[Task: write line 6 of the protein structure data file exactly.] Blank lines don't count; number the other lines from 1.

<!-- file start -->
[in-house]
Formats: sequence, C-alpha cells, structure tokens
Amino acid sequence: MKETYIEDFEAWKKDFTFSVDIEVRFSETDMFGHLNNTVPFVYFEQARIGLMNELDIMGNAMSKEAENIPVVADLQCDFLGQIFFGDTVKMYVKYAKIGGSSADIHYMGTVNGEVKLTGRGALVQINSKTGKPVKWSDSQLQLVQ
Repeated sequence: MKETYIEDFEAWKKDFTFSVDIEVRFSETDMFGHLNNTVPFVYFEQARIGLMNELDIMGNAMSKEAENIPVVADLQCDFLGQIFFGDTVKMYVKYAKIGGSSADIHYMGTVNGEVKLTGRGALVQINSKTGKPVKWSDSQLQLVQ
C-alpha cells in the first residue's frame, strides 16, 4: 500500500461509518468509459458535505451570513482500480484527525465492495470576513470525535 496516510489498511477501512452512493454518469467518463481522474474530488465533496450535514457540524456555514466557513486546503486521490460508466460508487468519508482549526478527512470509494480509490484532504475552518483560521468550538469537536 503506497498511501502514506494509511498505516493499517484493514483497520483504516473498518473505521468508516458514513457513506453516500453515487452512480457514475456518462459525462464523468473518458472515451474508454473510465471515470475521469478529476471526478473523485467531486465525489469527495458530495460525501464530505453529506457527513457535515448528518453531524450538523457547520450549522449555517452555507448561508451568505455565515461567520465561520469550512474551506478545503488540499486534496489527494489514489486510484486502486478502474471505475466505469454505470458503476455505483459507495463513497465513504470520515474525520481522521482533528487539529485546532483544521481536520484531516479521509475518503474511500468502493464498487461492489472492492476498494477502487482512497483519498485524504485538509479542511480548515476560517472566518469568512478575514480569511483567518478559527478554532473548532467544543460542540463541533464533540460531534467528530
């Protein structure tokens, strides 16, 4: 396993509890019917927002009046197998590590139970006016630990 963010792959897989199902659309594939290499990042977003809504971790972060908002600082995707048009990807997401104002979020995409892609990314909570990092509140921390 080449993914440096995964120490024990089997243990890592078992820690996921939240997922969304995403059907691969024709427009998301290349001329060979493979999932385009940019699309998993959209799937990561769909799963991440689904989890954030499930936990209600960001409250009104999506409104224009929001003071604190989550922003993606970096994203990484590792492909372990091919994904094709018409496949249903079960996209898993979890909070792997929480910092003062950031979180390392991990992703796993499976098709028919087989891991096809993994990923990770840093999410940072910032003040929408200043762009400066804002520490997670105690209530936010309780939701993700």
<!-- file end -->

């Protein structure tokens, strides 16, 4: 396993509890019917927002009046197998590590139970006016630990 963010792959897989199902659309594939290499990042977003809504971790972060908002600082995707048009990807997401104002979020995409892609990314909570990092509140921390 080449993914440096995964120490024990089997243990890592078992820690996921939240997922969304995403059907691969024709427009998301290349001329060979493979999932385009940019699309998993959209799937990561769909799963991440689904989890954030499930936990209600960001409250009104999506409104224009929001003071604190989550922003993606970096994203990484590792492909372990091919994904094709018409496949249903079960996209898993979890909070792997929480910092003062950031979180390392991990992703796993499976098709028919087989891991096809993994990923990770840093999410940072910032003040929408200043762009400066804002520490997670105690209530936010309780939701993700």